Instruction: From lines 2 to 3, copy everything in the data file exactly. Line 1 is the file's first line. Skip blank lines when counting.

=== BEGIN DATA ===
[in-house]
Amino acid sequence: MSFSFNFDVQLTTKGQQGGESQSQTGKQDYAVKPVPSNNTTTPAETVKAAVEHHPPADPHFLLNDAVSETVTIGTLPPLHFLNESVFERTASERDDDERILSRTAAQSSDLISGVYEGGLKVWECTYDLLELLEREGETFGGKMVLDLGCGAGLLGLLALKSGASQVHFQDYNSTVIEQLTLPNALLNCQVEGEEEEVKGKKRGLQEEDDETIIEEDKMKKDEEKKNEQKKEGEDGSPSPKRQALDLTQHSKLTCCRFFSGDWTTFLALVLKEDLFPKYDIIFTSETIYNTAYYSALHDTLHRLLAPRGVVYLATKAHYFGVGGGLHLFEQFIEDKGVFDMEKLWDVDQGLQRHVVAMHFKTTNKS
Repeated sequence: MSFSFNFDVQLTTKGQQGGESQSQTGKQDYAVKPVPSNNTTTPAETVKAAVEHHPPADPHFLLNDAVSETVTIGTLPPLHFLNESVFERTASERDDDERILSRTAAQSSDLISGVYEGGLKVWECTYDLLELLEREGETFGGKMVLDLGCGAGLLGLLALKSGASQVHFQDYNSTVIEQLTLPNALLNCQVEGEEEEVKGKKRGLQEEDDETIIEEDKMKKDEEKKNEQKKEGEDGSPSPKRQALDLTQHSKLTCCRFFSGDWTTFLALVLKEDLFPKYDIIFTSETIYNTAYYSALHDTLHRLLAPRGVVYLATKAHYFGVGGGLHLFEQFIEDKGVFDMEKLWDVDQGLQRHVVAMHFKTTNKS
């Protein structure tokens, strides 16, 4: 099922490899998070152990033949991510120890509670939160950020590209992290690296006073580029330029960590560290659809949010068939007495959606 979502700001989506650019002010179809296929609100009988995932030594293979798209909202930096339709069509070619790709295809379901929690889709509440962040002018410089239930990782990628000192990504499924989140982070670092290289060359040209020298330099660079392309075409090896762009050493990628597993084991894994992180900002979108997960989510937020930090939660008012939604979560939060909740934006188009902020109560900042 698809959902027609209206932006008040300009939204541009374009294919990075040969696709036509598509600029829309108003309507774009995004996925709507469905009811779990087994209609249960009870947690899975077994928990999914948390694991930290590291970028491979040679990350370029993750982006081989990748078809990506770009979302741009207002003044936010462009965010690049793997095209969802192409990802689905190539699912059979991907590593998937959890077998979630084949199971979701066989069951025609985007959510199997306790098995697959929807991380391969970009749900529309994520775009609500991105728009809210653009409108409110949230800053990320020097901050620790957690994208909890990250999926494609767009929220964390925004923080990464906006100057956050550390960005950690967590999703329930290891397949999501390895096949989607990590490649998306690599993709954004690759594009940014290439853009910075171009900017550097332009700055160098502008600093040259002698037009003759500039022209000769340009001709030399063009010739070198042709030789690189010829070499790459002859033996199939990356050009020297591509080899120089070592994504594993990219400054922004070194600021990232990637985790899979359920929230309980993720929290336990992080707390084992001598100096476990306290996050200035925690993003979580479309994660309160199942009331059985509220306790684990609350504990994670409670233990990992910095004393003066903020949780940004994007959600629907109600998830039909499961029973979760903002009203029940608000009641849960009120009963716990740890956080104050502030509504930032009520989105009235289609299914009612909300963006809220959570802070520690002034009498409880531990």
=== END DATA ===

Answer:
Amino acid sequence: MSFSFNFDVQLTTKGQQGGESQSQTGKQDYAVKPVPSNNTTTPAETVKAAVEHHPPADPHFLLNDAVSETVTIGTLPPLHFLNESVFERTASERDDDERILSRTAAQSSDLISGVYEGGLKVWECTYDLLELLEREGETFGGKMVLDLGCGAGLLGLLALKSGASQVHFQDYNSTVIEQLTLPNALLNCQVEGEEEEVKGKKRGLQEEDDETIIEEDKMKKDEEKKNEQKKEGEDGSPSPKRQALDLTQHSKLTCCRFFSGDWTTFLALVLKEDLFPKYDIIFTSETIYNTAYYSALHDTLHRLLAPRGVVYLATKAHYFGVGGGLHLFEQFIEDKGVFDMEKLWDVDQGLQRHVVAMHFKTTNKS
Repeated sequence: MSFSFNFDVQLTTKGQQGGESQSQTGKQDYAVKPVPSNNTTTPAETVKAAVEHHPPADPHFLLNDAVSETVTIGTLPPLHFLNESVFERTASERDDDERILSRTAAQSSDLISGVYEGGLKVWECTYDLLELLEREGETFGGKMVLDLGCGAGLLGLLALKSGASQVHFQDYNSTVIEQLTLPNALLNCQVEGEEEEVKGKKRGLQEEDDETIIEEDKMKKDEEKKNEQKKEGEDGSPSPKRQALDLTQHSKLTCCRFFSGDWTTFLALVLKEDLFPKYDIIFTSETIYNTAYYSALHDTLHRLLAPRGVVYLATKAHYFGVGGGLHLFEQFIEDKGVFDMEKLWDVDQGLQRHVVAMHFKTTNKS